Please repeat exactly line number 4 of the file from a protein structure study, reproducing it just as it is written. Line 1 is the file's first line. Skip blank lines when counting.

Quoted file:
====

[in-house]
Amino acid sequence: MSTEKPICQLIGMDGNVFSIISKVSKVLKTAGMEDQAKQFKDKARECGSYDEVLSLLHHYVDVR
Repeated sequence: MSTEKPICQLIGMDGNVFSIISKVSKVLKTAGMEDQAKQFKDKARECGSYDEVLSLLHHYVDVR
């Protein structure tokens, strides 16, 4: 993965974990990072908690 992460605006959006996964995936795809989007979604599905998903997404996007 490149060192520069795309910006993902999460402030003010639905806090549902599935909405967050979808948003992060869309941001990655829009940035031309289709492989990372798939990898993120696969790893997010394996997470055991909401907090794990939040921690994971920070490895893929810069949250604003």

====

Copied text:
């Protein structure tokens, strides 16, 4: 993965974990990072908690 992460605006959006996964995936795809989007979604599905998903997404996007 490149060192520069795309910006993902999460402030003010639905806090549902599935909405967050979808948003992060869309941001990655829009940035031309289709492989990372798939990898993120696969790893997010394996997470055991909401907090794990939040921690994971920070490895893929810069949250604003």